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4/10/1982 (34 y, 10 m, 9 d)
2003 June Amateur Draft - Round: 2, Pick: 25, Overall: 62, Team: Oakland Athletics
$85M / 5 Years (2013 - 2017) + 1 Option Years
With several major league options in the outfield, Ethier could land in a platoon in right field, according to the Los Angeles Times. (2/14/2017)
MASH Report (3/24/16)
Jeff Zimmerman (RotoGraphs)
The Sleeper and the Bust Episode: 322 – Spring Tra»
Paul Sporer (RotoGraphs)
Could Ethier Injury Make Crawford Relevant Once Ag»
Blake Murphy (RotoGraphs)
The High Cost of the Dodgers' Small Mistakes
August Fagerstrom (FanGraphs)
Notes on Splits: Is This the Brandon Belt We've Be»
Adam McFadden (RotoGraphs)
(Click Year to Expand /
Year in Review:
It was a fine offensive year for Ethier, although one which hit a speed bump when teammate Manny Ramirez was suspended for 50 games. Prior to the suspension, Ethier posted a .995 OPS in his first 128 plate appearances and he finished with a .902 mark in his final 359. While Ramirez was out, his OPS dropped to .730 in 198 plate appearances. Still, Ethier established career highs in 12 offensive categories, including a new best with 31 homers. After hitting just 32% fly balls in 2008, he had a 41.5% rate last year. And his HR/FB rate jumped, too, from 14.1 to 15.4%. Unfortunately, Ethier had his second straight sub-par year defensively. The biggest culprit was his range, with a -8.2 RngR factor. Ethier had good speed as a rookie, when he hit seven triples in 396 ABs. Last year he had three triples despite 200 more at-bats, and was thrown out four of the 10 times he tried to steal.
The Year Ahead:
Ethier’s career year in homers came at the expense of his average, which dropped 33 points. His BABIP fell from .336 to .292, as the extra fly balls came at the expense of grounders and line drives, ones more likely to result in hits. Fantasy-wise, it was a good trade to make, as Ethier also ended up with 29 more RBI. But the extra RBIs had more to do with opportunities than power, as Ethier came to the plate with runners in scoring position 266 times in ’09, compared to 177 the previous year. He continued to struggle versus left-handed pitching last year, posting a .629 OPS versus southpaws. In his career, Ethier has a .903 OPS versus right-handers and a .700 mark versus left-handers. If he continues to struggle versus lefties like he did last year, the former A’s draft pick could lose some playing time. (Brian Joura)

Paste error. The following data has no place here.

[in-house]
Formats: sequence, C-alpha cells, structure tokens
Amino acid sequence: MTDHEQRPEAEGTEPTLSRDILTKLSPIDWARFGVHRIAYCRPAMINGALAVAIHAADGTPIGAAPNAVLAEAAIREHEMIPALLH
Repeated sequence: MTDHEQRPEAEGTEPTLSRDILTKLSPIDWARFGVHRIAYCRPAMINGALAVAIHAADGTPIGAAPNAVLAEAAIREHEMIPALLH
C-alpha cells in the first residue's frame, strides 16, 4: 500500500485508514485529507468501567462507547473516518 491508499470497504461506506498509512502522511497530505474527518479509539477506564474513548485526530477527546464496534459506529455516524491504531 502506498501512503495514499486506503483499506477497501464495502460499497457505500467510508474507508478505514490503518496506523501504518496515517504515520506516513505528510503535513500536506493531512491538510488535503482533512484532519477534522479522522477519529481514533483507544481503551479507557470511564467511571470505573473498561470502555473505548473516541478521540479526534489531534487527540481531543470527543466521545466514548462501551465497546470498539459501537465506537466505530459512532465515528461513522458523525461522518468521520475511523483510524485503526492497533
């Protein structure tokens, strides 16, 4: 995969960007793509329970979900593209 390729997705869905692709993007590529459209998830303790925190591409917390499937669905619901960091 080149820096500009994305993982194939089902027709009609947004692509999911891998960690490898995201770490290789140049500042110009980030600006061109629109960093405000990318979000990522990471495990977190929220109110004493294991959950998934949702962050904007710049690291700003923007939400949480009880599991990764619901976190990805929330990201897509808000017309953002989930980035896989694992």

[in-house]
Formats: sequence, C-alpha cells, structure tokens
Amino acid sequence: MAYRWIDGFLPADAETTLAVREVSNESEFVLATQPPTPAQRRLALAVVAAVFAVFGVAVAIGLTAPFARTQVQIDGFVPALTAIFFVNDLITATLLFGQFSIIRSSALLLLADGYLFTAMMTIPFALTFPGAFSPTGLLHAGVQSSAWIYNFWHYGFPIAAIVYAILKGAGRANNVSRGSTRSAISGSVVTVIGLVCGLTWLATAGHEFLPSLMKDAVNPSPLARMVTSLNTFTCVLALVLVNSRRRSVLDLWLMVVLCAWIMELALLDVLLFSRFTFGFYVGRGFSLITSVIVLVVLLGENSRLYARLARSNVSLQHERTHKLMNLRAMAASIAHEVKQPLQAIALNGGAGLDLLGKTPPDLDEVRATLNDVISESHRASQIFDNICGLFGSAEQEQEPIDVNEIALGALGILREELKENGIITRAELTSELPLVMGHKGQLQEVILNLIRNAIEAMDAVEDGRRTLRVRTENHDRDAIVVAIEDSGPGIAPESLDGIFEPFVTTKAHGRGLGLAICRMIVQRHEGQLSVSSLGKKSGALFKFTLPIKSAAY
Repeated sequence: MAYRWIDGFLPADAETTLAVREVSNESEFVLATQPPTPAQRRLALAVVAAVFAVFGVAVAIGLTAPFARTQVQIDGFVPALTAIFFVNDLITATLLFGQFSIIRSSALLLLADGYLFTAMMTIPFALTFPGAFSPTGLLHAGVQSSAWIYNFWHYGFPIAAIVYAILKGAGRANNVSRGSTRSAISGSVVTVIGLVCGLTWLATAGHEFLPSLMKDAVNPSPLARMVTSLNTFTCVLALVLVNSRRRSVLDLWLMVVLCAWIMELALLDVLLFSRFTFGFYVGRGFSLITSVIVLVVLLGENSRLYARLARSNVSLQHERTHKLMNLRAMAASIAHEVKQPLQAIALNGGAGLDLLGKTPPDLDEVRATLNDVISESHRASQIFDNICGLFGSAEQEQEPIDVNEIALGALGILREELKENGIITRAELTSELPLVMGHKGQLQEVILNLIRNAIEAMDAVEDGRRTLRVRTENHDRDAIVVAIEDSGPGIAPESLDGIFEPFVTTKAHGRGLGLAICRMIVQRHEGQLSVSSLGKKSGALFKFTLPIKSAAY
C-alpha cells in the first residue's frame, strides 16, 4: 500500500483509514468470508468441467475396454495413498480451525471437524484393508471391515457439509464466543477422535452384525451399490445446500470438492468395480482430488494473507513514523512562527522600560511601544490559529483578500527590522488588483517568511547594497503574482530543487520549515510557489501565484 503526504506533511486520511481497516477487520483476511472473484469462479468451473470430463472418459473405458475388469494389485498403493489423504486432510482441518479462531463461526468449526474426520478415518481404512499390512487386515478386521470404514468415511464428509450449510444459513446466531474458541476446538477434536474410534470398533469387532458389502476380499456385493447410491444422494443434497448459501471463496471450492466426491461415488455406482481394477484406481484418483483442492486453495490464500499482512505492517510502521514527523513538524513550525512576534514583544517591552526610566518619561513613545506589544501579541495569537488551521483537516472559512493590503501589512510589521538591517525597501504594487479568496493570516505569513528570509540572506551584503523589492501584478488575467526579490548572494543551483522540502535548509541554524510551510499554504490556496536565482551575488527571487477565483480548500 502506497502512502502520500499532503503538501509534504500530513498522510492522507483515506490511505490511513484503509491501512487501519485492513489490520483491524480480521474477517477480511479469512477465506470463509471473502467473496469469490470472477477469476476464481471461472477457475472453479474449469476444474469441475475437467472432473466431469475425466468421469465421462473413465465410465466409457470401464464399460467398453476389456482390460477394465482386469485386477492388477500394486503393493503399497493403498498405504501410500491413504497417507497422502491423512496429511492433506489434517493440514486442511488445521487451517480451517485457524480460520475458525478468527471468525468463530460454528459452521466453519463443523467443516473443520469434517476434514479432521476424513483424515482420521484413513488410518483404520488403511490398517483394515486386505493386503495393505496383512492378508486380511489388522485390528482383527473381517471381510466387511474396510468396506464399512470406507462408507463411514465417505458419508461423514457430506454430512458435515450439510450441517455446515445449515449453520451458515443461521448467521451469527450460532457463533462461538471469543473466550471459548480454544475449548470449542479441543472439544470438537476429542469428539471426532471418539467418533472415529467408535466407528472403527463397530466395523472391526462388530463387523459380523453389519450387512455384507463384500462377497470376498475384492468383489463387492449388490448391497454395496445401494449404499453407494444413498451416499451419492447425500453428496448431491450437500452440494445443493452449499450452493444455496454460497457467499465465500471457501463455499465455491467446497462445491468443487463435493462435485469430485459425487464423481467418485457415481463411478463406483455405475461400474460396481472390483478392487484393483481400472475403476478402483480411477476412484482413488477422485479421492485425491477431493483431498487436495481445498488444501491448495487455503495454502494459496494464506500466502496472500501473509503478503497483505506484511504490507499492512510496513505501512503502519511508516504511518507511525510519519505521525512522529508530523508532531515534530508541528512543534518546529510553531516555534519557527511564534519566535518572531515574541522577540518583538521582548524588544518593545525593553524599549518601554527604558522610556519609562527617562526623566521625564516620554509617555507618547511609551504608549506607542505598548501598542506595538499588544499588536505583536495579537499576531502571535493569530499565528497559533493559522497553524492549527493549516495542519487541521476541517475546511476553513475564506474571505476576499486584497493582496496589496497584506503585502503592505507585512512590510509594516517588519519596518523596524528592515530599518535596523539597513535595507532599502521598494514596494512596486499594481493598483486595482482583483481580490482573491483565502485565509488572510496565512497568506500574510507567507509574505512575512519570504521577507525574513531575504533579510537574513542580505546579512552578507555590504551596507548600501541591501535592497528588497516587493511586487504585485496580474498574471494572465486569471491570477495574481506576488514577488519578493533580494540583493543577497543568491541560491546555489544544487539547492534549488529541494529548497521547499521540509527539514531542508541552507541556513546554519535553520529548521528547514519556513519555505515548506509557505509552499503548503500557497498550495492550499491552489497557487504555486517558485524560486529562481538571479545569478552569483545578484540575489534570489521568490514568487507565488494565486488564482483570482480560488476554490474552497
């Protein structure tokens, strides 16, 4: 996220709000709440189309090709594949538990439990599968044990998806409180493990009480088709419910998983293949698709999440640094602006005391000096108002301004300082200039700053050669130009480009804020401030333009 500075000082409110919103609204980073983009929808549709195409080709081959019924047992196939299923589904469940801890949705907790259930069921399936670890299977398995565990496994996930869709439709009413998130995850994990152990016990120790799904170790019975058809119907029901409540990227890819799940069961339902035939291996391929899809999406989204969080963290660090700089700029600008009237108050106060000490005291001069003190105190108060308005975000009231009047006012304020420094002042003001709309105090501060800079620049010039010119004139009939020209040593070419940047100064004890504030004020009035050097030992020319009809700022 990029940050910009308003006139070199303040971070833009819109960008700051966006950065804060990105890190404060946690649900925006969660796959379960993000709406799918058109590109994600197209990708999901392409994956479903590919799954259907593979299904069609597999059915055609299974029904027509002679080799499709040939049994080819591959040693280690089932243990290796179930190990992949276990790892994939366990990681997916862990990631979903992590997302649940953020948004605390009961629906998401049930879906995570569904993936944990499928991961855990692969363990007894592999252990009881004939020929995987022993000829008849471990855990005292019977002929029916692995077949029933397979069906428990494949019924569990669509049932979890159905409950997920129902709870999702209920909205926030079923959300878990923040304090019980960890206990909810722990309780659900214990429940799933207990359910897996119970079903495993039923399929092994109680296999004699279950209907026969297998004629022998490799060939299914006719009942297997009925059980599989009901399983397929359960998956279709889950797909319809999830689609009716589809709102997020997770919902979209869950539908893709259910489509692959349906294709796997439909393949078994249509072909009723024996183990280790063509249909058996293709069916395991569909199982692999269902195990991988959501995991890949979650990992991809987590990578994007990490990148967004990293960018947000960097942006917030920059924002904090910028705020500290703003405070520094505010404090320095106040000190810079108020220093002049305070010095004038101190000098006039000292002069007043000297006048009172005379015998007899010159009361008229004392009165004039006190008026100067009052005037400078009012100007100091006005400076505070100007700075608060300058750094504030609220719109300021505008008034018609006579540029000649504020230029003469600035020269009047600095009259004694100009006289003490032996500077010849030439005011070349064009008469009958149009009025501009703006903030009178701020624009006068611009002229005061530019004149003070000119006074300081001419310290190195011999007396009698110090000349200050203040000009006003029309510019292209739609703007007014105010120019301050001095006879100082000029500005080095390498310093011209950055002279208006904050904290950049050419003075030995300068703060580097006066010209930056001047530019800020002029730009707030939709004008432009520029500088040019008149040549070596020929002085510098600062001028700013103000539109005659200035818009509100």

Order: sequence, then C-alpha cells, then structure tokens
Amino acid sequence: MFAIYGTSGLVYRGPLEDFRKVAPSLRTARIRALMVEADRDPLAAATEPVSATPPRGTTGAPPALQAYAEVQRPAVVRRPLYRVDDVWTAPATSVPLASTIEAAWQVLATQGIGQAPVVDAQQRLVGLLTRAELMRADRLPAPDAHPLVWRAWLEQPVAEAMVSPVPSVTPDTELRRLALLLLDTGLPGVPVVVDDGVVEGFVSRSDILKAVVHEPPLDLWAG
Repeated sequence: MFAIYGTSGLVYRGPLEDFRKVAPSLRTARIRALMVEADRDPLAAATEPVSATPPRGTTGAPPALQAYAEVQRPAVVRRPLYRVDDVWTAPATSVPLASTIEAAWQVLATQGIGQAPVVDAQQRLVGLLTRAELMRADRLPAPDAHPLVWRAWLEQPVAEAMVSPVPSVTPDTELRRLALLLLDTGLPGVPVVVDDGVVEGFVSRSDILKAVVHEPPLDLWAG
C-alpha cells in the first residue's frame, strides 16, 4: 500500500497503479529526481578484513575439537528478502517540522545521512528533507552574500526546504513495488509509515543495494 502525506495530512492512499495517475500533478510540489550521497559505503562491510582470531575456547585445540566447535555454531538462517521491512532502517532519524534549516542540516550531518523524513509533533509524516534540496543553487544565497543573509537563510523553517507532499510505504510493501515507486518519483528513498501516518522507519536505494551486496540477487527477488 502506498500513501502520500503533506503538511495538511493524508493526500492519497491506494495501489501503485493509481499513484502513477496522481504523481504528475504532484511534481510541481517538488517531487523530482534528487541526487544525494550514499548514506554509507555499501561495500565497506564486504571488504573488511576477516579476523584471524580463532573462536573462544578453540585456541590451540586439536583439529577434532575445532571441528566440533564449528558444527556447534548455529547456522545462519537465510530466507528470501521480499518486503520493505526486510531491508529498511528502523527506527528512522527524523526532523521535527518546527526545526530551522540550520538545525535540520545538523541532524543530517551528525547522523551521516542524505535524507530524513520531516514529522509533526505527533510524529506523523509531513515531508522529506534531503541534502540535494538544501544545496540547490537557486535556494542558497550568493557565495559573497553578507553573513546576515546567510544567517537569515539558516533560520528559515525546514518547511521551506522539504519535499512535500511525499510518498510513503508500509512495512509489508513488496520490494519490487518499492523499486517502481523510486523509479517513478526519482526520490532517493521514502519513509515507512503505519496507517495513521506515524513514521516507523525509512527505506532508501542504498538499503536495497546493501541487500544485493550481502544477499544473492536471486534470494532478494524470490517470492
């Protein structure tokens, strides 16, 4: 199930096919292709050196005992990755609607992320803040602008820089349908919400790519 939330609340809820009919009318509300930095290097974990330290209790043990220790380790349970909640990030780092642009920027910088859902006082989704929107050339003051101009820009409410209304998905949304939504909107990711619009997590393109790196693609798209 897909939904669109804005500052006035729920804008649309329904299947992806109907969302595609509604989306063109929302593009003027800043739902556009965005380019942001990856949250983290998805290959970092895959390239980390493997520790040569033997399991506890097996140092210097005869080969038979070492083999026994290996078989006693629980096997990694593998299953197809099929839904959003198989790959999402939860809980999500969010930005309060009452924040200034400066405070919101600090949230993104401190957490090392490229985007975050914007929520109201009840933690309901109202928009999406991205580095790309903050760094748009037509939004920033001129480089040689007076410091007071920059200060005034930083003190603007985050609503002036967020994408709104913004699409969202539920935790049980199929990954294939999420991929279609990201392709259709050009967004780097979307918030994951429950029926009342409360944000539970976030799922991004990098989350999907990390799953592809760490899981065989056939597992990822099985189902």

Fantasy players value consistency and Ethier’s .292/.364/.493 slash line was nearly a perfect match for his career numbers. But 2010 was a disappointing year, as a fractured pinkie landed Ethier on the DL for the first time in his career, which kept his counting numbers down from the prior season. Before the injury, Ethier was among the leaders in the Triple Crown categories, as he had a .392-11-38 mark through 33 games. But the remainder of the year he hit just .260 with 12 HR in 392 ABs. Ethier really struggled when he first returned to the lineup, as he batted just .233 with 5 HR in his first 225 PA. But the last two months of the season he hit .289 with 7 HR in his final 220 PA. Hand injuries often sap power and Ethier went from a potential 40-HR season to hitting just 23 homers last year. We already saw Ethier’s AVG begin to rebound at the end of 2010. As he gets further away from the fractured pinkie, there is reason to be optimistic the HR will return, too. Neither the Bill James nor the Fans projections have Ethier matching his 2009 power production. He may be a slight value on Draft Day for his age-29 season. (Brian Joura)
The Quick Opinion:
A fractured pinkie ruined what was shaping up as a career-year for Ethier in 2010. Further removed from the injury, he could be a Draft Day value.
Perhaps because of the market in which he plays or perhaps for some other reason, Ethier appears to be the subject of some debate. One camp views him as an elite player; another, as overrated. Really, though, Ethier has been pretty consistent during his time in the majors. He's posted between a 2.0 and 3.5 WAR in every one of his six major-league seasons. He's posted OBPs between .350 and .375 in each of those seasons, as well. His slugging percentages remained consisently in the high-.400 range, too -- until 2011, that is, when he posted a career-low .421 mark. A knee injury that ended his season on September 6th could have been to blame. General ineffectiveness, of course, is another explanation. At this point, Ethier isn't a guy to reach on, but he could have value in leagues where owners have soured on him after a year and a half of blah play. (Carson Cistulli)
The Quick Opinion:
Besides a lower-than-usual slugging percentage, Ethier's 2011 wasn't a much different than his 2006-10. The drop in power could be due to a knee injury that Ethier's season; it could, of course, be due simply to ineffectiveness.